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ISPMB Pushes for New Model for Effectively Managing Wild Horses on Public Lands

RAPID CITY, SOUTH DAKOTA, UNITED STATES, July 16, 2021 /EINPresswire.com/ -- The International Society for the Protection of Mustangs and Burros (ISPMB) announces its push for the adoption of a new model for managing wild horses on public lands—a model based on the success of the widely known Heber horse herd—in this first part of a three-part series focusing on the well-protected Heber herd.

According to the ISPMB, 2021 marks the 50th year of the existence of The Wild and Free-Roaming Horses and Burros Act of 1971. This federal legislation was designed to protect wild horses/ burros on public lands in the United States from capture, harassment, branding, and death. However, the ISPMB is now questioning whether these burros and wild horses will indeed continue to live with the freedom to manage themselves and their families.

The ISPMB strongly supports “minimal feasible management,” where efforts are made to maintain intact family band structures for wild horses through a hands-off horse management strategy. This is necessary to keep wild horses’ reproductive rates and, in turn, their populations low. Only through this hands-off behavioral management strategy can wild horses maintain optimal wellbeing and health through self-regulation. This was seen in the ISPMB’s own four herds, which the society has managed undisturbed for more than 17 years, according to the ISPMB.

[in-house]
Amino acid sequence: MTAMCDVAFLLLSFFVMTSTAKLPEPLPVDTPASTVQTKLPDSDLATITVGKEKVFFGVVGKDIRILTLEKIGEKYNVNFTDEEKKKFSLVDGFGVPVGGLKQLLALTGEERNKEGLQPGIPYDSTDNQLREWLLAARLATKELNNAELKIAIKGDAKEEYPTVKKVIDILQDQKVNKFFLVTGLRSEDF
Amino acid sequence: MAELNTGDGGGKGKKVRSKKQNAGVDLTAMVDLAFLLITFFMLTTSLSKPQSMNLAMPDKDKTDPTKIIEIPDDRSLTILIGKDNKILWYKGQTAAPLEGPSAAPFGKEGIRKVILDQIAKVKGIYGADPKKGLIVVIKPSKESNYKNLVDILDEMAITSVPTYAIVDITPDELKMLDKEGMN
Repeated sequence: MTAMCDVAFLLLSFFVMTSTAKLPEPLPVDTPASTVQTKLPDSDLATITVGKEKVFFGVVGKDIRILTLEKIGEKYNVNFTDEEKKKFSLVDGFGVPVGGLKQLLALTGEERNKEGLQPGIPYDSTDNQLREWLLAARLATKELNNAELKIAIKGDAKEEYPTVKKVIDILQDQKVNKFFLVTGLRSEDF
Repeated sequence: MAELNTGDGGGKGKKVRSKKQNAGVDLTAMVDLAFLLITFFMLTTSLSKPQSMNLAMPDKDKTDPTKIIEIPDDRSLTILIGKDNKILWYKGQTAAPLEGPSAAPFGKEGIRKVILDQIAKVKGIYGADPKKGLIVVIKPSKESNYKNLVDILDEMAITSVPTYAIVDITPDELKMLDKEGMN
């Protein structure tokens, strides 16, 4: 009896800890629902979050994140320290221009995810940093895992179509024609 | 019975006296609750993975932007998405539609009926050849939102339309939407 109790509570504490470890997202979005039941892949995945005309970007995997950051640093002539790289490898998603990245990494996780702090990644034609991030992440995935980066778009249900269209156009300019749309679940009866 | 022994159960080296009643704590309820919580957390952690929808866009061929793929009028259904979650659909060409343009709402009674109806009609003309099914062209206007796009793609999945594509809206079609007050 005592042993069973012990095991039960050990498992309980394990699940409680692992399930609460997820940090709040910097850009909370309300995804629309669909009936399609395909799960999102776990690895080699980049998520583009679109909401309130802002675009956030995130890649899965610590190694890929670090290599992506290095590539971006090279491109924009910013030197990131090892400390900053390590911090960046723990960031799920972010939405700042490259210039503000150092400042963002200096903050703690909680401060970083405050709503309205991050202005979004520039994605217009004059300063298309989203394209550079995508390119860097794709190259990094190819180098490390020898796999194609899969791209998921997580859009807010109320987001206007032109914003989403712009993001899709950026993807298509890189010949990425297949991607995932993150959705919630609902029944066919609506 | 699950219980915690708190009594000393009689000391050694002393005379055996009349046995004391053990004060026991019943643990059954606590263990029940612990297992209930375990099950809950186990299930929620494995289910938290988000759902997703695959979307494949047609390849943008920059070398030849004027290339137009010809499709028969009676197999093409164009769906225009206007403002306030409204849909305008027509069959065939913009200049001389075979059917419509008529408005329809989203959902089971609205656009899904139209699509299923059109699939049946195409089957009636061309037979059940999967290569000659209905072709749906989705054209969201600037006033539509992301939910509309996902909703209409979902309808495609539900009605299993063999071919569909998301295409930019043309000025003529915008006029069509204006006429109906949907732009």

Unfortunately, the United States Bureau of Land Management and Forest Service are mismanaging wild horses through huge roundups, which is destroying their social systems, according to the ISPMB. The ISPMB did successfully sue the Forest Service in 2006, and the court stipulated in 2007 that no horses could be removed from their public lands until the FS completed a territory plan. However, 15 years later, the Forest Service is now proposing a new territory plan that could disrupt the wild horses’ family band structures.

In light of this, the ISPMB is encouraging officials to study the Heber wild horses, which have roamed freely across 300,000 acres of public land in Heber, Arizona’s, Apache-Sitgreaves Forest. The herd has not presented any overpopulation issues for the past several years. Studying this successfully preserved herd may lead to a new, more viable model for managing wild horses on other public lands moving forward, according to the ISPMB.

Gary Hagins
Digital Marketing
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